Anti-poverty advocates in Toronto say they are concerned that a phaseout of TTC tokens will make it more difficult for the homeless, low income people and seniors to access public transit.
TTC tokens are to be discontinued at the end of 2019. In their place, the TTC will offer a single ride Presto paper ticket that will have an expiry date. The Presto tickets, to be introduced in 2019, will be sold through fare vending machines at subway stations and at Shoppers Drug Mart stores for $3.25, the same price as a cash fare.
Concerns about the impact of the change were raised at a public meeting in downtown Toronto on Tuesday. The TTC and Metrolinx, the provincial transportation agency, jointly hosted the meeting at the Metro Toronto Convention Centre.
Members of social service agencies said they are concerned about the availability of tickets, their expiry date, whether bulk sales will be available, and their affordability. They say how people access, pay for and use TTC fares are all issues.
According to the Fair Fare Coalition, which represents Toronto organizations that work with and support people living on low incomes, social service agencies in the city distribute between 3,000 and 30,000 tokens a year to clients who use their programs and services.
The TTC said it is still finalizing details about the Presto paper ticket.
"Certainly, tonight will be a good opportunity to hear feedback from the participants in the room," Heather Brown, acting manager of customer communications for the TTC, said on Tuesday.
"Because we are still finalizing the details, we will certainly listen to feedback that is provided and see where we can make things as smooth as possible for people."
Brown said the meeting was held to enable members of the public to express concerns. Issues raised by participants included bulk sales, status of the Presto rollout, locations to buy Presto tickets and the cost of Presto cards. Brown said the TTC recognizes that not all of its customers live near a Shoppers Drug Mart.
"We are working with our social service agencies," she said.
The Presto ticket will not be available for bulk sales until June 2019. Presto tickets bought at Shoppers Drug Mart will not have an expiry date, while those bought at fare vending machines and through bulk sales will.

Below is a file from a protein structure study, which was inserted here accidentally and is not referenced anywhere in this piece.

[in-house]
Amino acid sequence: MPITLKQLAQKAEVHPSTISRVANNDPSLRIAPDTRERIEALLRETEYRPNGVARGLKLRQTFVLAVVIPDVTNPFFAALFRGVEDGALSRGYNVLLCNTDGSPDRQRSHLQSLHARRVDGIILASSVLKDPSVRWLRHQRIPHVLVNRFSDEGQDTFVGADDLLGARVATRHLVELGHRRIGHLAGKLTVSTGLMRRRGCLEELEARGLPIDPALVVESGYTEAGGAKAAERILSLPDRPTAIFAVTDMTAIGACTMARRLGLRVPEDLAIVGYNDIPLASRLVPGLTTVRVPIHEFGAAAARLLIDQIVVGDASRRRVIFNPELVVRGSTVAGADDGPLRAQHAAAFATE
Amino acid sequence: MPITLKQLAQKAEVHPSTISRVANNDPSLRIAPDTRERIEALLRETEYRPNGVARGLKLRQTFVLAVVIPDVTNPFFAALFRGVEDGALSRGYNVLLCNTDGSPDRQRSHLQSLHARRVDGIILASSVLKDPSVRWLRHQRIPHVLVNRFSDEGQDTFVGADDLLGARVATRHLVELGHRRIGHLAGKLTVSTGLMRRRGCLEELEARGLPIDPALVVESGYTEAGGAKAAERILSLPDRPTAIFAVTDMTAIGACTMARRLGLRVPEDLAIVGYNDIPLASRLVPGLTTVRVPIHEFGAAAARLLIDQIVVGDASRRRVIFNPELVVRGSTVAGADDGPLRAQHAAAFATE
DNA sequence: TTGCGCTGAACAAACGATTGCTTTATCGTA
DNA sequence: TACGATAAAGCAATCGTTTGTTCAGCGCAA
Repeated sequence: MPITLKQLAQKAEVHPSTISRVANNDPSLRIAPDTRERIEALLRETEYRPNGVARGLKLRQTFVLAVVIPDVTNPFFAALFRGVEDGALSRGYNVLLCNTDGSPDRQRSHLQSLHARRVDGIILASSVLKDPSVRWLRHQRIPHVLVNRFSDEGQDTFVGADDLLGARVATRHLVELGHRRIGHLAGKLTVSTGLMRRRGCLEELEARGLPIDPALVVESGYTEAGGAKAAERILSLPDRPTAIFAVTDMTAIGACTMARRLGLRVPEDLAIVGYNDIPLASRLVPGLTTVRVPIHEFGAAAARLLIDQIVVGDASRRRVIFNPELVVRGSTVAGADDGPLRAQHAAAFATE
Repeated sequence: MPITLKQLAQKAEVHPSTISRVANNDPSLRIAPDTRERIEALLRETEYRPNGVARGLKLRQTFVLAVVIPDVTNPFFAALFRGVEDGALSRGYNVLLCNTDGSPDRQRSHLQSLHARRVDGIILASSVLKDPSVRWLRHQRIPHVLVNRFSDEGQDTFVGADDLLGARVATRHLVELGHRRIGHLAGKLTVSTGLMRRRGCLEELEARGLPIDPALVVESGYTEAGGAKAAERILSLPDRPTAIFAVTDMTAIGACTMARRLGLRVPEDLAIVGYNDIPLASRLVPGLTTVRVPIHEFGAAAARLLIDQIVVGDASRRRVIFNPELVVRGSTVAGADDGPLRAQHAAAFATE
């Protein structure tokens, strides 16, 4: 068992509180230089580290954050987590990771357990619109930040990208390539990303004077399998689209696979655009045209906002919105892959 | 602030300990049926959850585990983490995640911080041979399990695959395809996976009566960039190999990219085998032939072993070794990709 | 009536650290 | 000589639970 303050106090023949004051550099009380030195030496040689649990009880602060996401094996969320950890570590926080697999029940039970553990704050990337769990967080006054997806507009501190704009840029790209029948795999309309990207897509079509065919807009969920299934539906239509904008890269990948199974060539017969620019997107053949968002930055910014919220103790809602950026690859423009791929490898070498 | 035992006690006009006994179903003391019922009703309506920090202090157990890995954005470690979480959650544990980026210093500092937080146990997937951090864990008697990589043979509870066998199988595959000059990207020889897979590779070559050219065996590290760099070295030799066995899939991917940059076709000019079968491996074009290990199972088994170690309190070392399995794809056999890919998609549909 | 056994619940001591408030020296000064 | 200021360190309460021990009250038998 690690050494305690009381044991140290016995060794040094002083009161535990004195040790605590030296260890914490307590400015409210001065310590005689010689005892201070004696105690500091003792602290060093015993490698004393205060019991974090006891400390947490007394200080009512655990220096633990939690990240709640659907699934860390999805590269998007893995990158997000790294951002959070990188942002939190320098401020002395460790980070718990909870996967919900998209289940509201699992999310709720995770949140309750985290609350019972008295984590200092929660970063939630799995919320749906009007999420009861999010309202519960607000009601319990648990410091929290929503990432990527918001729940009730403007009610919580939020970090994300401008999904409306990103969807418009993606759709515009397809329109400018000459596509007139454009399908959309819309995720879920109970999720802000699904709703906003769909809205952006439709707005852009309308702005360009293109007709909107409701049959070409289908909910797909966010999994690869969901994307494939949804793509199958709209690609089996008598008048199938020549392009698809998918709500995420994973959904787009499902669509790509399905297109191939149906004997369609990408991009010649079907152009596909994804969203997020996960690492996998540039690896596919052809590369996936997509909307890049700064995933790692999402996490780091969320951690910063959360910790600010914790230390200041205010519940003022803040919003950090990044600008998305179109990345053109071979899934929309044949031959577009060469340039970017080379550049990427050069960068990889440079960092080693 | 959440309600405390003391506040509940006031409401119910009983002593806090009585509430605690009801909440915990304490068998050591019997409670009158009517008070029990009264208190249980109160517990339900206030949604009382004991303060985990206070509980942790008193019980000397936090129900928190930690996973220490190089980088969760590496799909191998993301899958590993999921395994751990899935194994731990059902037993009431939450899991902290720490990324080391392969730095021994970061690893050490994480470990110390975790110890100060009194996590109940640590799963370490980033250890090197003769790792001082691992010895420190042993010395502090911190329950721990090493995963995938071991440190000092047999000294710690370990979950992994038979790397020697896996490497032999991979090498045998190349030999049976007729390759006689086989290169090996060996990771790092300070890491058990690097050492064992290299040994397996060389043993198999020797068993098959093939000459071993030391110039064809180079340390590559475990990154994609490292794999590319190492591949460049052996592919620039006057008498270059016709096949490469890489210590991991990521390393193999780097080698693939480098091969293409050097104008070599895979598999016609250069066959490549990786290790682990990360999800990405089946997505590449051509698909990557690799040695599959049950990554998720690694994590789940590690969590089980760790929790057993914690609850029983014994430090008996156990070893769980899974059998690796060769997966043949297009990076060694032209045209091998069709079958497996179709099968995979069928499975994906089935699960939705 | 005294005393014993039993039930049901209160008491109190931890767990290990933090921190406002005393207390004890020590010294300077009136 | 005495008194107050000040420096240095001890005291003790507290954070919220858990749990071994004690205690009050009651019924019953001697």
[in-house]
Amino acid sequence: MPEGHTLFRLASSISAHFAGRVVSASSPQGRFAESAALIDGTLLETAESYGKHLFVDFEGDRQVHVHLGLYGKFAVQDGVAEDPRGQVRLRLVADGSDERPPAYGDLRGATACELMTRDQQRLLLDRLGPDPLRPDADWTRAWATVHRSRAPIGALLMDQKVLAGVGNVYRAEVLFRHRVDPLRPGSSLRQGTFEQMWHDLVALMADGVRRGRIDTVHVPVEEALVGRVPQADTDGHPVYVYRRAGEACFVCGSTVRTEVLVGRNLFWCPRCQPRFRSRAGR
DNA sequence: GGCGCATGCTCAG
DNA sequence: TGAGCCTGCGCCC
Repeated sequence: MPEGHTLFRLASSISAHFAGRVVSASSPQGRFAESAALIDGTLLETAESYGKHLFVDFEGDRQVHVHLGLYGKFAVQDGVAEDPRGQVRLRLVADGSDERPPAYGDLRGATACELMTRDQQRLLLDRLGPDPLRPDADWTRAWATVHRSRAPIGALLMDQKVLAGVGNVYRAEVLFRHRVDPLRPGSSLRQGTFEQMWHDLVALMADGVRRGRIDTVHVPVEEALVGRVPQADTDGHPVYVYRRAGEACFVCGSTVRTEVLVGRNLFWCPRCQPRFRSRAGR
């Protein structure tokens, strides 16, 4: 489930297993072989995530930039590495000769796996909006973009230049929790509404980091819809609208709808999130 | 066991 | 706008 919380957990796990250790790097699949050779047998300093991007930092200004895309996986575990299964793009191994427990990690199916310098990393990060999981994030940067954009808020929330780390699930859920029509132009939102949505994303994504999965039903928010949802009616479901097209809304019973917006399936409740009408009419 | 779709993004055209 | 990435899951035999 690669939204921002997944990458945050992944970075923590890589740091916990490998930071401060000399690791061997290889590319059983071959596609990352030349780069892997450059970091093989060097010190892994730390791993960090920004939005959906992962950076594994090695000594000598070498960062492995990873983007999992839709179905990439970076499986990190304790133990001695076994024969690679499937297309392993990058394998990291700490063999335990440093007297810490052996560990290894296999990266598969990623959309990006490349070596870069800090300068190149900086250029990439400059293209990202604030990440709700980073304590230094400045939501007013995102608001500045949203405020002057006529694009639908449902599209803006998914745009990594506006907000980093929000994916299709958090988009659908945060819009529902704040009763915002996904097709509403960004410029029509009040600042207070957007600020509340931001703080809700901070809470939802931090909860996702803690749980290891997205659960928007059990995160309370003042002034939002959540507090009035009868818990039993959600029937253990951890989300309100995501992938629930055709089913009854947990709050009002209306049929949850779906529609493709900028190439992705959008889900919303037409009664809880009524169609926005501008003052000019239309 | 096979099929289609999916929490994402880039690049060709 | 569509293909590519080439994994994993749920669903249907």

The device issuing tickets at Shoppers Drug Mart has a "limitation" that means it is not able to print an expiry date, she added.
"We will be talking high level about it this evening, but there is still more work to be done around what that bulk distribution will look like for social service agencies. There are still discussions happening."
The Fair Fare Coalition wants Presto tickets to be: widely available at convenient locations across Toronto; affordable at current token or ticket concession rates; available for bulk purchase at a discounted rate; able to be transferred from one person to another; with no expiry date; and available for purchase with cash.
Metrolinx 'actively working toward solutions'
In a emailed statement on Tuesday, Metrolinx said it is looking at ease of use and access, including affordability, as it makes decisions about the rollout of Presto. The agency said it is listening to feedback from customers.
"For many of the concerns, we're already actively working toward solutions," Metrolinx said.
For example, the agency said it recognizes that the $6 fee for a Presto card could be a barrier for some transit riders and it is exploring the idea of providing cards and discount codes to social service agencies to distribute.
"Having these conversations is a key part of modernizing the fare system on the TTC so it works better for everyone," Metrolinx added.
The meeting featured a presentation, followed by a question and answer session with a moderated panel. The panel was to include Kirsten Watson, TTC deputy chief executive officer of operations, and Annalise Czerny, Metrolinx executive vice president of Presto.